Common names (selected) English: crow garlic, false garlic, stag garlic, wild garlic, wild onion; French: ail des vignes; German: Kochs Lauch, Weibergslauch; Italian: aglio delle vigne; Portguese: alho-das-vinhas

Description: Herbaceous perennial

Native regions and distribution: Europe, temperate Asia, North Africa

Urban habitat: Commonly found in minimally maintained lawns, disturbed woodlands, at the edges of freshwater ponds and streams.

Ecological function: Disturbance-adapted colonizer. Food and habitat for wildlife.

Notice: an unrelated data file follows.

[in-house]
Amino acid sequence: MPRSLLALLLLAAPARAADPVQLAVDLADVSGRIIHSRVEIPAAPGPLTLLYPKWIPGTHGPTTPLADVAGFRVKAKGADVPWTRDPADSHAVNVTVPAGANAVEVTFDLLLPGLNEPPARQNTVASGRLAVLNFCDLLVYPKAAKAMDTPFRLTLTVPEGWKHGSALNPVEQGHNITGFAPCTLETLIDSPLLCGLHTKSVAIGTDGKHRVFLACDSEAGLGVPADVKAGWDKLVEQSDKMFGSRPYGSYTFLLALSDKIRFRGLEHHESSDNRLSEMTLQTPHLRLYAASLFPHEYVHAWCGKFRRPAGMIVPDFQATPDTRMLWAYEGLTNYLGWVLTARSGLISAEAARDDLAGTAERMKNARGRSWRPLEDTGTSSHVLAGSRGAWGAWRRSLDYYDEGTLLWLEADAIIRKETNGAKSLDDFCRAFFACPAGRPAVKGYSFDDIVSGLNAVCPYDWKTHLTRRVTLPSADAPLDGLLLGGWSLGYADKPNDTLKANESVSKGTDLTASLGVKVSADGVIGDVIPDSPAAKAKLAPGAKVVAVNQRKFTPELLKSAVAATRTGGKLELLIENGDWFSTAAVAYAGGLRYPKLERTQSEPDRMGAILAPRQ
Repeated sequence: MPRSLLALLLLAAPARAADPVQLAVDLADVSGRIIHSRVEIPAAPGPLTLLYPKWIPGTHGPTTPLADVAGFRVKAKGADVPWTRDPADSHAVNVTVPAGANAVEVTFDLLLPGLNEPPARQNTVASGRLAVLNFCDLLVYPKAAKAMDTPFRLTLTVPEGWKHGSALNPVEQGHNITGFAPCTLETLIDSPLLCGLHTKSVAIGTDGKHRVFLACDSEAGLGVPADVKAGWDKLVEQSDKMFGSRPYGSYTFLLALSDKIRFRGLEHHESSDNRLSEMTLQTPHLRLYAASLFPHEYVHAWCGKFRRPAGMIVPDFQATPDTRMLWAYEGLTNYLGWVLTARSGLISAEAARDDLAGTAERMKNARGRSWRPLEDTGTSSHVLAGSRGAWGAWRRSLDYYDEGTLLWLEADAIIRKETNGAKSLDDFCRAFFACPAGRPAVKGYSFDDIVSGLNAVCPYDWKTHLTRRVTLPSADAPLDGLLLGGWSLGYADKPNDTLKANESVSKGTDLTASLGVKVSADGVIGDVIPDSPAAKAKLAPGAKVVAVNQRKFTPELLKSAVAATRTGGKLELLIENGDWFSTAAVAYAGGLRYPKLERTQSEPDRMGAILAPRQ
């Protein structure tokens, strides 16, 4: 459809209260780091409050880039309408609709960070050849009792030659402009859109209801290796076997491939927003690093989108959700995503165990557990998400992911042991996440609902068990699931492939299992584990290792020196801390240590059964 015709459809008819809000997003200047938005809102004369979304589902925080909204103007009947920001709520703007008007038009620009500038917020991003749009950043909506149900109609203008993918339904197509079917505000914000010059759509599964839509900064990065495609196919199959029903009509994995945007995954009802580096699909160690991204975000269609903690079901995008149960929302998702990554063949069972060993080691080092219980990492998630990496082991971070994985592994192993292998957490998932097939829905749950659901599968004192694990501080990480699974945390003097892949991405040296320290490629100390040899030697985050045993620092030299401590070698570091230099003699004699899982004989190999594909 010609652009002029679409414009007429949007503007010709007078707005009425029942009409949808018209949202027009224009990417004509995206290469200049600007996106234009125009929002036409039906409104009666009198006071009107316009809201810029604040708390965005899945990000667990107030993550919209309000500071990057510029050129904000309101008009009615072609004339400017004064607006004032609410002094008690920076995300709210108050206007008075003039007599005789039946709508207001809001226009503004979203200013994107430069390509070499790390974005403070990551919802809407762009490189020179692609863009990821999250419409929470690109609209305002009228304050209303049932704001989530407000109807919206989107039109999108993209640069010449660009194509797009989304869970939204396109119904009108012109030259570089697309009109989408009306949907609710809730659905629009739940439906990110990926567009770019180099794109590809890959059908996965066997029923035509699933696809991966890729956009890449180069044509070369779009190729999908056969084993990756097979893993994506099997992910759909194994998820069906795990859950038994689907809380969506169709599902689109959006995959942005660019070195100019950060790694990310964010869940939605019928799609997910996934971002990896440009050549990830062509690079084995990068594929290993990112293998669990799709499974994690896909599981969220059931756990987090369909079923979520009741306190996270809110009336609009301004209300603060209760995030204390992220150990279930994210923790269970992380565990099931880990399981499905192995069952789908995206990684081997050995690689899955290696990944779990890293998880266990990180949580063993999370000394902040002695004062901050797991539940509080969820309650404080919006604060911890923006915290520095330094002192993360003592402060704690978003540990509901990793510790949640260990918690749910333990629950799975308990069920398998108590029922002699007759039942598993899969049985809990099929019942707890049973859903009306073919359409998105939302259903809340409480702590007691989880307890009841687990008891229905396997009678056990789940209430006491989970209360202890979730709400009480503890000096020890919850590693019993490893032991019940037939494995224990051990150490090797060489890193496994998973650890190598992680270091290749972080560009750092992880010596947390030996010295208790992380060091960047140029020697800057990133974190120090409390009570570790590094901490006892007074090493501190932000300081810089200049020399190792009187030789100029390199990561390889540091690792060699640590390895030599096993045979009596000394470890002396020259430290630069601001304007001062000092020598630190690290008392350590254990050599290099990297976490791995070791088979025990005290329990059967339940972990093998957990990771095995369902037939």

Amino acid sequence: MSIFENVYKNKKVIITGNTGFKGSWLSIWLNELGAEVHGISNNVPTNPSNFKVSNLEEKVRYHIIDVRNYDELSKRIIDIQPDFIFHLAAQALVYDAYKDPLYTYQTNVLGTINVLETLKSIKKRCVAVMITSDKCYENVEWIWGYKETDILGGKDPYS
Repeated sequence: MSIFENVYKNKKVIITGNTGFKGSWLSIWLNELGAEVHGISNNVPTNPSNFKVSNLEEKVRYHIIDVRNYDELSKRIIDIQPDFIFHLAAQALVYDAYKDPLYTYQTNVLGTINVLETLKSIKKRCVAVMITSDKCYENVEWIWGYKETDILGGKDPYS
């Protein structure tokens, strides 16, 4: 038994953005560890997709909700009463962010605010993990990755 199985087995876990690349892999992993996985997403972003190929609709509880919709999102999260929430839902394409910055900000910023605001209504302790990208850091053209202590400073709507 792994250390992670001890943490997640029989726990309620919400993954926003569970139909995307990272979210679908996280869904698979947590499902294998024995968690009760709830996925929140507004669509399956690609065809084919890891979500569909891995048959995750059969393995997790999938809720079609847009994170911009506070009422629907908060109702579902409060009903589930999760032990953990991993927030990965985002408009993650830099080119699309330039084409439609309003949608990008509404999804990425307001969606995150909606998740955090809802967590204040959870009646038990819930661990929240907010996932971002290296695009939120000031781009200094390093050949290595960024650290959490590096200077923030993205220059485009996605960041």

History / human uses: Presumably brought to North America with the arrival of European settlers, Allium vineale was used widely by several Native American tribes, including Cherokee, Hopi, Mahuna, and Rappahannock, medicinally to treat coughs, deafness, digestive problems, and as used as a pulmonary and respiratory aid, blood purifier and purging agent. The plant was rubbed on the body to protect against insect and scorpion bites. In its native territory, Allium vineale was used as a garlic substitute and as treatment for cancer. The small, wheat-sized bulbils frequently thrives in wheat grown in infested areas. Bread made from such wheat is garlic-flavored, and cows grazing in infested pastures produce garlic-flavored milk.